2. The above reduces the question to: if $UDV^\dagger=\tilde U D\tilde V^\dagger$, with $U,\tilde U,V,\tilde V$ isometries, what can we say about $\tilde U,\tilde V$? To this end, we observe that the freedom in the choice of $U,V$ amounts to the different possible ways to decompose the subspaces associated to each distinct singular value.

    More precisely, consider the subspace $V^{(d)}\equiv \{v: \, \|Av\|=d\}$ corresponding to a singular value $d$. We can then uniquely decompose the matrix as $A=\sum_d A_d$ where $A_d\equiv A \Pi_d$ and $\Pi_d$ is the projection onto $V^{(d)}$, and the sum is over all nonzero singular values $d$ of $A$. We can now observe that any and all SVDs of $A$ correspond to a choice of orthonormal basis for each $V^{(d)}$. Namely, for any such basis $\{\mathbf v_k\}$ we associate the partial isometry $V_d\equiv \sum_k \mathbf v_k \mathbf e_k^\dagger$. The corresponding basis for the image of $A_d$ is then determined as $\mathbf u_k= A \mathbf v_k$, and we then define the partial isometry $U_d\equiv \sum_k \mathbf u_k \mathbf e_k^\dagger$. Here, $\mathbf e_k$ denotes an orthonormal basis spanning the elements of $D$ corresponding to the singular value $d$. This procedure provides a decomposition $A_d= U_d D V_d^\dagger$, and therefore an SVD for $A$ itself by summing these. Any SVD can be constructed this way.

    In conclusion, the freedom in choosing an SVD is entirely in the choice of bases $\{\mathbf v_k\}$ above. We can summarise this freedom concisely by saying that given any SVD $A=UDV^\dagger$, any other SVD can be written as $A=UW D (VW)^\dagger$ for some unitary $W$ such that $[W,D]=0$. This commutation property is a concise way to state that $W$ is only allowed to mix vectors corresponding to the same singular value, that is, to the same eigenspace of $D$.

Toy example #1

Let's work out a simple toy example to illustrate the above results.

Let $$H \equiv \begin{pmatrix}1&1\\1&-1\end{pmatrix}.$$ This is a somewhat trivial example because $H$ is Hermitian, but still illustrates some aspects. A standard SVD reads $$ H = \underbrace{\frac{1}{\sqrt2}\begin{pmatrix}1&1\\-1&1\end{pmatrix} }_{\equiv U} \underbrace{\begin{pmatrix}\sqrt2 & 0\\0&\sqrt2\end{pmatrix}}_{\equiv D} \underbrace{\begin{pmatrix}0&1\\1&0\end{pmatrix}}_{\equiv V^\dagger}.$$ In this case, we have two identical singular values. According to our discussion above, this means that we can apply a(ny) unitary transformation to the columns of $V$ and still obtain another SVD. That is, given any unitary $W$, $\tilde V\equiv V W$ gives another SVD for $H$. In this simple case, you can also observe this directly, as $D=\sqrt2 I$, and therefore $$H = UDV^\dagger= UD W \tilde V^\dagger = (UW) D V^\dagger,$$ hence $\tilde U\equiv UW$, $\tilde V\equiv UV$ give the alternative SVD $H=\tilde U D\tilde V^\dagger$, and all SVDs have this form.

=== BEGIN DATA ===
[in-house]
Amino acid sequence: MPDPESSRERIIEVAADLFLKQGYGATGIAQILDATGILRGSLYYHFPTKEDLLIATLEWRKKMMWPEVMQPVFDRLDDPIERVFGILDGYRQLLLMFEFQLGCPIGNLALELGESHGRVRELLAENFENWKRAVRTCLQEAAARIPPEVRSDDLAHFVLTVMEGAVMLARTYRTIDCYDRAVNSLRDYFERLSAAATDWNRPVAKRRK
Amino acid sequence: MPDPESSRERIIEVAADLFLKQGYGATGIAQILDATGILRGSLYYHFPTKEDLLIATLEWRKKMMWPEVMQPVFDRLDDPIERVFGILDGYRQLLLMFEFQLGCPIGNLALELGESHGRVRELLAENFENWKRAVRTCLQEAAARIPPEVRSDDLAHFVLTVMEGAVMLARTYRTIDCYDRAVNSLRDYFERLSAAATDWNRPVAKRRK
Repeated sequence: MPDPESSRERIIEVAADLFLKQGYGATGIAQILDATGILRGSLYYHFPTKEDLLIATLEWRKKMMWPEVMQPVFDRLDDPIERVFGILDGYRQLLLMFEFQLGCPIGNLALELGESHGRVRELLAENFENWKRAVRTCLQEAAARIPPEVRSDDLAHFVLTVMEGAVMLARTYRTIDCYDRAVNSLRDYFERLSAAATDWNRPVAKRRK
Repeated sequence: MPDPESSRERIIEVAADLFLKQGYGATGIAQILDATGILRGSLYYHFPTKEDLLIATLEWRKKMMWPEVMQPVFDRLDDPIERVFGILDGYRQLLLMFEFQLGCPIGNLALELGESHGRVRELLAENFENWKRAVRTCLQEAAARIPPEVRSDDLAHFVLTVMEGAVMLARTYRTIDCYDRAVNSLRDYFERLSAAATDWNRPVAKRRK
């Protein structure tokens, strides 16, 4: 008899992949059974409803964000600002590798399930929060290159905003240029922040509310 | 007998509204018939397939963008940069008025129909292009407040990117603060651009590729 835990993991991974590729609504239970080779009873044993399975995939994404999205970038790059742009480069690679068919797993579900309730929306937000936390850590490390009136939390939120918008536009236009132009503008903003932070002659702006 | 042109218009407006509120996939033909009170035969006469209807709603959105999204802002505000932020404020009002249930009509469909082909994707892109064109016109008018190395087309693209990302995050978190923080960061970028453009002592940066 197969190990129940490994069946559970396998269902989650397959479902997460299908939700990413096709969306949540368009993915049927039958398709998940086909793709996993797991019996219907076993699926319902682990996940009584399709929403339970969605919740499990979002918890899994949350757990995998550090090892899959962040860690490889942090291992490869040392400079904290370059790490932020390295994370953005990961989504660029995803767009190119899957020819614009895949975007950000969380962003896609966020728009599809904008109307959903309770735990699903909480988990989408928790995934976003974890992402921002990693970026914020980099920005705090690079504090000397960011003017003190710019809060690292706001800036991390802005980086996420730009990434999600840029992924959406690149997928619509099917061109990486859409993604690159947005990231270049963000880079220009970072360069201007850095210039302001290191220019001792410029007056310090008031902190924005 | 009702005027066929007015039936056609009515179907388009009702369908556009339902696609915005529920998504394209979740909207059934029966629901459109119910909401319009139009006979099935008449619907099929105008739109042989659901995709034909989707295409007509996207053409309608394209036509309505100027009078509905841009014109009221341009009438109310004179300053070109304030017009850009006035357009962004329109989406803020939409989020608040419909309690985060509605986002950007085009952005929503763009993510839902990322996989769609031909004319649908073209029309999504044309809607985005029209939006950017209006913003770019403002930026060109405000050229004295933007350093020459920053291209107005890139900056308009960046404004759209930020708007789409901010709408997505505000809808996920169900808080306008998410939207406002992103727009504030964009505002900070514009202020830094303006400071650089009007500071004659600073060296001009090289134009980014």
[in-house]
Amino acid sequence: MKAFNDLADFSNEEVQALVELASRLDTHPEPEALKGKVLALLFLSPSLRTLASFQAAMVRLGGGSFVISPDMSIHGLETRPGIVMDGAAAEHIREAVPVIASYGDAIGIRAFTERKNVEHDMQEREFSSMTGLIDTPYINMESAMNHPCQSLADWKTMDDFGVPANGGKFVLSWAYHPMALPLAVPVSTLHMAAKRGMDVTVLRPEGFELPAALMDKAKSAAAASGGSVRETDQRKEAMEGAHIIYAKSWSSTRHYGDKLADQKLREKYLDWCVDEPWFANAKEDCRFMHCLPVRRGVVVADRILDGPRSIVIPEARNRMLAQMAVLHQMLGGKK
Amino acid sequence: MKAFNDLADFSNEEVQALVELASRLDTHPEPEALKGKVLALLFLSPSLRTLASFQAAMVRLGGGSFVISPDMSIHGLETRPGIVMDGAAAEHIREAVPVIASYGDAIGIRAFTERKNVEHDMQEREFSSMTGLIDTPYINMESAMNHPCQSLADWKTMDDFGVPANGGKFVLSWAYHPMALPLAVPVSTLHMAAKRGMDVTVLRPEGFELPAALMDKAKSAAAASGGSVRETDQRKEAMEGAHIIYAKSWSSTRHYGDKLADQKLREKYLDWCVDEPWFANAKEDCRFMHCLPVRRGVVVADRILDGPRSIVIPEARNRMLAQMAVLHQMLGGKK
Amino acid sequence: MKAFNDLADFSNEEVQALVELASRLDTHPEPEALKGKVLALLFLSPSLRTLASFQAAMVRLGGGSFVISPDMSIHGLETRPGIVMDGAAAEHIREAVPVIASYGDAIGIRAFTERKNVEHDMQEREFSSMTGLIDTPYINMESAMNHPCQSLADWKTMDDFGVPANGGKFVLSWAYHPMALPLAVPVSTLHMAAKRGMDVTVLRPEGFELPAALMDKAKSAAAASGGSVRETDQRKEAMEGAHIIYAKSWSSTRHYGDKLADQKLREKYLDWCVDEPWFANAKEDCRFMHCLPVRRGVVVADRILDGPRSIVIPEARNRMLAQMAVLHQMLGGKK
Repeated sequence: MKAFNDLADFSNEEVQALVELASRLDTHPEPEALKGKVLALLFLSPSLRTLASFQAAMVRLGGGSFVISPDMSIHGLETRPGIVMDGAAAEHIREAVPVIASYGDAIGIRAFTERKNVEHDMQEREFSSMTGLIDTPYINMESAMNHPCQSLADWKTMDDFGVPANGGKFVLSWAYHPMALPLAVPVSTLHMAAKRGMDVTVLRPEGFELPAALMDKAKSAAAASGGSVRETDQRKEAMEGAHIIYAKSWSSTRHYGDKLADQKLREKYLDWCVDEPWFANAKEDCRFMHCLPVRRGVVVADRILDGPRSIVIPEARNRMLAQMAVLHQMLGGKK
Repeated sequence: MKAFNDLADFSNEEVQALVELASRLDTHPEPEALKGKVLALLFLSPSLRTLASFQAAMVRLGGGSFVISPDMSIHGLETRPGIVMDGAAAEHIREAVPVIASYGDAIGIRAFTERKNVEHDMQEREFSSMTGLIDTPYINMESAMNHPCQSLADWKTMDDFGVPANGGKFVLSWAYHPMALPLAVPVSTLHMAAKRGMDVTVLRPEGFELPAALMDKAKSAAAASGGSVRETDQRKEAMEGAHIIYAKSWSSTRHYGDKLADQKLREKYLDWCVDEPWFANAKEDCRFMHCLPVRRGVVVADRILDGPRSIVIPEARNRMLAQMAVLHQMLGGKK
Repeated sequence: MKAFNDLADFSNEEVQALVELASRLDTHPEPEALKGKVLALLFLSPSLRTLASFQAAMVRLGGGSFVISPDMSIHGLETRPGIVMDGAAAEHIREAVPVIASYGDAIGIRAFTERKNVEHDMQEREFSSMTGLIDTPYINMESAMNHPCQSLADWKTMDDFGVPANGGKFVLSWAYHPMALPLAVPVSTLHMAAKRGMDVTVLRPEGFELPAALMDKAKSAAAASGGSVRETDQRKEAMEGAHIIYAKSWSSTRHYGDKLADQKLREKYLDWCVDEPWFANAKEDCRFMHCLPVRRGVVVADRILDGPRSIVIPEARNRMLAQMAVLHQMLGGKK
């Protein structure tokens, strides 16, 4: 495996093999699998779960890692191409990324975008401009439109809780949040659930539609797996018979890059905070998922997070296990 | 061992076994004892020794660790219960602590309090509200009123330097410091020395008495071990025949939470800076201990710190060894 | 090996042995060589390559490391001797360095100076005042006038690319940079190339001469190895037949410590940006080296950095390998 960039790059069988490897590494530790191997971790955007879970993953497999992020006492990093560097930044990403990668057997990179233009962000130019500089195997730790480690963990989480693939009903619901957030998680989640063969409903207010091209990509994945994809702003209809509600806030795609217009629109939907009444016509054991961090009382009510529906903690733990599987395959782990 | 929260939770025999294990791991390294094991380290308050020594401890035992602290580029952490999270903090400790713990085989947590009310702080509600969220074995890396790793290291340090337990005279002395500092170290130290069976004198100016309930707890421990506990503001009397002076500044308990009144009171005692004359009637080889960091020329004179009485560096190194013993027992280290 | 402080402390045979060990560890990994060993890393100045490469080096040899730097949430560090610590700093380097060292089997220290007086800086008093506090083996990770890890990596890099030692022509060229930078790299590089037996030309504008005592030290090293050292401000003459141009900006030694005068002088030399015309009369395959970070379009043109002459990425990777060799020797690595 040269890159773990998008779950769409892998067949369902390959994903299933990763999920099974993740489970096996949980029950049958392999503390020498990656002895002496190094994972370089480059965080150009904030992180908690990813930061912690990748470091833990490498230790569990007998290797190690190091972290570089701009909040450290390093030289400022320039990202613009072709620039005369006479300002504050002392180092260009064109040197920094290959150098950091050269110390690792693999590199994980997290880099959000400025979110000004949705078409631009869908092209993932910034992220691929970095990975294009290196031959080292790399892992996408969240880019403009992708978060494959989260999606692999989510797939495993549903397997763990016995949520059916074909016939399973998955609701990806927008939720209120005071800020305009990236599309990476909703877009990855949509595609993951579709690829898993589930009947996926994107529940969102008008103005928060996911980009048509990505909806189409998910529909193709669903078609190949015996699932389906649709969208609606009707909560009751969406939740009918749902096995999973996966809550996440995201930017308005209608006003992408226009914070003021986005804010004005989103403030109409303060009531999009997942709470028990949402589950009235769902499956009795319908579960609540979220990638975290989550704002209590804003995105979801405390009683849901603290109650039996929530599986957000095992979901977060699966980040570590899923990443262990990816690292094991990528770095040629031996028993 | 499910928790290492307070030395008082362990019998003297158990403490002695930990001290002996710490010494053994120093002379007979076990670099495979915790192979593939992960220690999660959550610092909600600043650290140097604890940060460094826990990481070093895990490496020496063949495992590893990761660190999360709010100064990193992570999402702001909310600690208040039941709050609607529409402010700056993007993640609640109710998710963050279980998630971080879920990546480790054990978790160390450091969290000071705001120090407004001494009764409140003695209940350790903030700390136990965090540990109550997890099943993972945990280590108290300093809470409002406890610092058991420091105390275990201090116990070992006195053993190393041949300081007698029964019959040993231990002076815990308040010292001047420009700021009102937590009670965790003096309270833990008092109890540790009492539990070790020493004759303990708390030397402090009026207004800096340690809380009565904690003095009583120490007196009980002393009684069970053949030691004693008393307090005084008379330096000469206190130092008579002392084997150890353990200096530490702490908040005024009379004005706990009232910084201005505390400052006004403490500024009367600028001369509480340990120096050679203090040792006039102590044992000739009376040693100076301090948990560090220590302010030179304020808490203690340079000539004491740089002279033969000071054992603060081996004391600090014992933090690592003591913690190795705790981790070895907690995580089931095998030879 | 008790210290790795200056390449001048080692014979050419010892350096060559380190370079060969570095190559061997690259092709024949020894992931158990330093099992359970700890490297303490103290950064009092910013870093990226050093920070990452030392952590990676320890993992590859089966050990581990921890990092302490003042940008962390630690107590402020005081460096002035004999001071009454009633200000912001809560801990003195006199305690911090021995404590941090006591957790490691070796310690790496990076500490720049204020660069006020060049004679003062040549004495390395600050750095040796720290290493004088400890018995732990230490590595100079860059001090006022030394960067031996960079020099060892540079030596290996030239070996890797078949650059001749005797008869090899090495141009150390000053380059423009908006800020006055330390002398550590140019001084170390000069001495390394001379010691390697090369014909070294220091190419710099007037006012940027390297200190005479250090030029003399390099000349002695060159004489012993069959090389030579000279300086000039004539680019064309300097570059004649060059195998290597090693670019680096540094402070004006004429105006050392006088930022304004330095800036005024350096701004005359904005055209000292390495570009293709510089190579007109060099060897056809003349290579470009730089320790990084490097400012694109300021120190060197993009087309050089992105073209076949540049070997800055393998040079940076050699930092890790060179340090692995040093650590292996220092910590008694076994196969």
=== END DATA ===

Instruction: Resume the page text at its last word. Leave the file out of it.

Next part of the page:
Toy example #2

Consider a simple non-squared case. Let $$A \equiv \begin{pmatrix}1&1\\1 & \omega \\ 1 & \omega^2\end{pmatrix}, \qquad \omega\equiv e^{2\pi i/3}.$$ This is again almost trivial because $A$ is an isometry, up to a constant. Still, we can write its SVD as $$A = \underbrace{\frac{1}{\sqrt3}\begin{pmatrix}1&1\\1&\omega\\1&\omega^2\end{pmatrix}}_{\equiv U} \underbrace{\begin{pmatrix}\sqrt3 & 0 \\0&\sqrt3\end{pmatrix}}_{\equiv D} \underbrace{\begin{pmatrix}0&1\\1&0\end{pmatrix}}_{\equiv V^\dagger}. $$ Notice that now $U,V$ are isometries, but not unitaries, and that $D>0$ is squared. Are per our results above, any SVD will have the form $A=\tilde U D \tilde V^\dagger$ with $\tilde V=V W$ for some unitary $W$.

for example, taking $W=V$ (we can do this, because here $V$ is also unitary), we get the alternative SVD $A=\tilde U D \tilde V^\dagger$ with $\tilde V=VW=VV=I$ and $\tilde U= U W^\dagger=UV=\frac1{\sqrt3}\begin{pmatrix}1&\omega&\omega^2\\1&1&1\end{pmatrix}^T$, that is, $$A = \underbrace{\frac{1}{\sqrt3}\begin{pmatrix}1&1\\\omega&1\\\omega^2&1\end{pmatrix}}_{\equiv \tilde U} \underbrace{\begin{pmatrix}\sqrt3 & 0 \\0&\sqrt3\end{pmatrix}}_{\equiv D} \underbrace{\begin{pmatrix}1&0\\0&1\end{pmatrix}}_{\equiv \tilde V^\dagger}.$$

Toy example #3

Let's do an example with non-degenerate singular values. Let $$A = \begin{pmatrix}1& 2 \\ 1 & 2\omega \\ 1 & 2\omega^2\end{pmatrix}, \qquad \omega\equiv e^{2\pi i/3}.$$ This time the singular values are $\sqrt3$ and $2\sqrt3$. One SVD is easily derived as $$A = \underbrace{\frac{1}{\sqrt3}\begin{pmatrix}1&1\\1&\omega\\1&\omega^2\end{pmatrix}}_{\equiv U} \underbrace{\begin{pmatrix}\sqrt3 & 0 \\0&2\sqrt3\end{pmatrix}}_{\equiv D} \underbrace{\begin{pmatrix}1&0\\0&1\end{pmatrix}}_{\equiv V^\dagger}.$$ However, in this case there is much less freedom in choosing other SVDs, because these must correspond to $\tilde V=VW$ where $W$ only mixes columns of $V$ corresponding to the same values of $D$. In this case $D$ is non-degenerate, thus $W$ must be diagonal, and therefore the full set of SVDs must correspond to $W=\begin{pmatrix}e^{i\alpha}&0\\0&e^{i\beta}\end{pmatrix}$, that is, $$A = \underbrace{\frac{1}{\sqrt3}\begin{pmatrix}e^{-i\alpha}&e^{-i\beta}\\e^{-i\alpha}&\omega e^{-i\beta}\\e^{-i\alpha}&\omega^2 e^{-i\beta}\end{pmatrix}}_{\equiv \tilde U} \underbrace{\begin{pmatrix}\sqrt3 & 0 \\0&2\sqrt3\end{pmatrix}}_{\equiv D} \underbrace{\begin{pmatrix}e^{i\alpha}&0\\0&e^{i\beta}\end{pmatrix}}_{\equiv \tilde V^\dagger}.$$ All SVDs will look like this, for some $\alpha,\beta\in\mathbb{R}$. Although note that by permuting the elements of $D$, we obtain SVDs which look different, although are ultimately equivalent to the above.

In dyadic notation

SVD in dyadic notation removes "trivial" redundancies

The SVD of an arbitrary matrix $A$ can be written in dyadic notation as $$A=\sum_k s_k u_k v_k^*,\tag A$$ where $s_k\ge0$ are the singular values, and $\{u_k\}_k$ and $\{v_k\}_k$ are orthonormal sets of vectors spanning $\mathrm{im}(A)$ and $\ker(A)^\perp$, respectively. The connection between this and the more standard way of writing the SVD of $A$ as $A=UDV^\dagger$ is that $u_k$ is the $k$-th column of $U$, and $v_k$ is the $k$-th column of $V$.

Global phase redundancies are always present

If $A$ is nondegenerate, the only freedom in the choice of vectors $u_k,v_k$ is their global phase: replacing $u_k\mapsto e^{i\phi}u_k$ and $v_k\mapsto e^{i\phi}v_k$ does not affect $A$.

Degeneracy gives more freedom